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delirium happy

Just keep on trying till you run out of cake

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More medical shenanigans
In the post today, I receive three letters, all CCed to me, all from Dr Ashton (my local psychiatrist). They have a policy of sending copies of everything they send to other doctors to me as well, which is a thing of which I thoroughly approve. First there was one about arranging for me to get CBT, next was the funding request to the PCT, and finally a general sort of summary letter to my GP. Highlights of the letters include:

"...not only is she intelligent and sensible but is emotionally aware, articulate and capable of reflecting on her experiences."

 – Woohoo! I rock! Yeah!

"Diagnosis: Male to female transsexualism."

 – Shocking. I never would have guessed.

"[she] is currently doing an OU degree in physics"

 – Not quite! But given that that's the only actual factual inaccuracy across the three letters, I'll let you off. Apparently you actually did listen to some of the stuff I was saying, which is better than some health professionals I've seen.

"There are no perceptual or cognitive abnormalities"

 – I think that one means I'm sane, in psychiatrist speak.

"we had good eye contact and rapport"

 – That's a new one for me. I usually get the opposite. Will wonders never cease. Possibly I'm becoming better at that one with age.

"I think it is reasonable to keep an antidepressant in reserve. I have to say I did wonder if something like Roboxetine might be most helpful although we don't use it very often."

 – After a brief look on Google and Wikipedia, I'm presuming here that she actually means Reboxetine. Does anyone know anything much about that? Apparently it's a noradrenaline reuptake inhibitor, and while I can reasonably guess at what that would do based on knowing what adrenaline is and comparison with SSRIs, but I'd want to research it a little before deciding to take it (if I do decide to go down that route, obviously). If anyone happens to know anything about it already then that would be nice to save me the time researching.

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CBT really, really wins. It changed my life. In a non-sucky way, 'I hope you get in'.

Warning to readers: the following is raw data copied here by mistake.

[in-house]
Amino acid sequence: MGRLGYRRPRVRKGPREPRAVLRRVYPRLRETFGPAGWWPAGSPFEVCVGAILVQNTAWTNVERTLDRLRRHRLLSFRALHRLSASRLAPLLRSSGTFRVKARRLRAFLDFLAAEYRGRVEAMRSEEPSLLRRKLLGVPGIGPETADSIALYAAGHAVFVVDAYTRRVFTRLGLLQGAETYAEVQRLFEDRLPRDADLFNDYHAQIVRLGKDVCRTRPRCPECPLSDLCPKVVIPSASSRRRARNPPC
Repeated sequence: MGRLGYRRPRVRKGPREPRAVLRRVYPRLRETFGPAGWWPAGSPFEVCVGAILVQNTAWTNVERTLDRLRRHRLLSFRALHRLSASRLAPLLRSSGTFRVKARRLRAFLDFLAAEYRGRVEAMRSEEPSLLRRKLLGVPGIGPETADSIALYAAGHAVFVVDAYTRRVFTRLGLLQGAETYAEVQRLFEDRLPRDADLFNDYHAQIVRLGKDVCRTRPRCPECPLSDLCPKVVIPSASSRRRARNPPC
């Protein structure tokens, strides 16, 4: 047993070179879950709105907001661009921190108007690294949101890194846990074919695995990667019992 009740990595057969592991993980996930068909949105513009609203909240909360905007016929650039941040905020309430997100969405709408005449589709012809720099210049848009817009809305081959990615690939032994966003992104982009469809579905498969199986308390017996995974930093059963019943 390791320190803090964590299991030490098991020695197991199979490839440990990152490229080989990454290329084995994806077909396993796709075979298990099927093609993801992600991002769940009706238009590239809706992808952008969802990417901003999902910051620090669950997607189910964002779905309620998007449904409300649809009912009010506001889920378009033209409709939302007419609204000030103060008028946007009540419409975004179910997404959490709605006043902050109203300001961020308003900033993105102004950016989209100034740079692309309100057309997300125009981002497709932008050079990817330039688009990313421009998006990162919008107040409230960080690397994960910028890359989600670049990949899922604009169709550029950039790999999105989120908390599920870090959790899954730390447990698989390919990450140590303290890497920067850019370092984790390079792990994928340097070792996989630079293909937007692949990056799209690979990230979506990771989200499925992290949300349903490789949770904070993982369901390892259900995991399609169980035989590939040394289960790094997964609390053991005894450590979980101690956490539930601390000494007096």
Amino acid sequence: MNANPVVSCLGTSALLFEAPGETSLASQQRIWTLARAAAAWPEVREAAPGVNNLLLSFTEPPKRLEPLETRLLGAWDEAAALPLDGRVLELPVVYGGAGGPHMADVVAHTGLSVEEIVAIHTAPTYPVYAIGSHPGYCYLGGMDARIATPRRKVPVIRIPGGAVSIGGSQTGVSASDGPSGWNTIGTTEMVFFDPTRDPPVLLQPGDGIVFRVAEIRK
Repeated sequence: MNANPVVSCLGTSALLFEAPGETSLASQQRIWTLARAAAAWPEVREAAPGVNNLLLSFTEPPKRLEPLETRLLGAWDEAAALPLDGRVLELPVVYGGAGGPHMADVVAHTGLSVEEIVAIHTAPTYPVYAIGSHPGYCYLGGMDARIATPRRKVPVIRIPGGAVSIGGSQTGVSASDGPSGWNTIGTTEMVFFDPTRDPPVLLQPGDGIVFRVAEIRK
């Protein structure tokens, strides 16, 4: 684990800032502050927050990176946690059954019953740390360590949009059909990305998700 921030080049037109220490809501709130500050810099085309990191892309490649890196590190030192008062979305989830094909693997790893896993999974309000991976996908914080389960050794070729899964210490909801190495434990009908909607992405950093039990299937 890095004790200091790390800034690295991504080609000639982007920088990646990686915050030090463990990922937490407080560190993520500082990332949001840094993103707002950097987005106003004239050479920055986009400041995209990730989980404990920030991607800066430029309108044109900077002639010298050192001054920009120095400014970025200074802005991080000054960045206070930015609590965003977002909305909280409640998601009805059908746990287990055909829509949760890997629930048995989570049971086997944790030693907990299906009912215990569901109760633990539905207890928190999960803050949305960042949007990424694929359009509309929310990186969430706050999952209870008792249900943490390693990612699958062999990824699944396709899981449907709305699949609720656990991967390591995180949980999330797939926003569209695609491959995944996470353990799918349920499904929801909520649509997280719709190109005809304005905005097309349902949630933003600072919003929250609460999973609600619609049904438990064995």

As for just *one* factual innaccuracy, that's astonishing, it may well be the biggest success ever from NHS assement/referal letters. I tried to point out that they said I had half brothers and not, as they had written, step brothers (extremely relevant when they were talking about genetic predisposition to mental health problems) and they said 'meh, it doesn't really matter'. I sort of went 0_0 Woo! NHS is fun...

Edit: * I tried to point I had half brothers and not....

That is... really rather impressive. You have to wonder if they thought you were exchanging DNA by holding hands or something, like some freakish macroscopic bacteria.

Also, yay for non-sucky life changing things. I'm not sure if I know anyone else who's had CBT. I just know lots of people whose uncle's postman's hamster had it and found it really amazingly good, or something. I may be forced to ask you all sorts of questions about it, if I ever think of any.

I enjoy the image of a hamster undergoing analysis. 'Lol' on many levels.

Feel free to ask me questions, I am quite happy to answer. One thing I would say is that I found it exhausting - emotionally and physically. I used to get home from the session at 11:30am and go to bed and sleep for an hour. Often bursting into tears the moment I got in the front door. Obviously this does sound like a Bad Thing, but as I'm sure you're aware, it's well worth such hardship if you can end up in a Better Place for it. Just be prepared to lose a whole day when you have a session.

I had CBT. I was too lazy to make it work. (That's my own judgement, not anyone else's.) Don't be like me.

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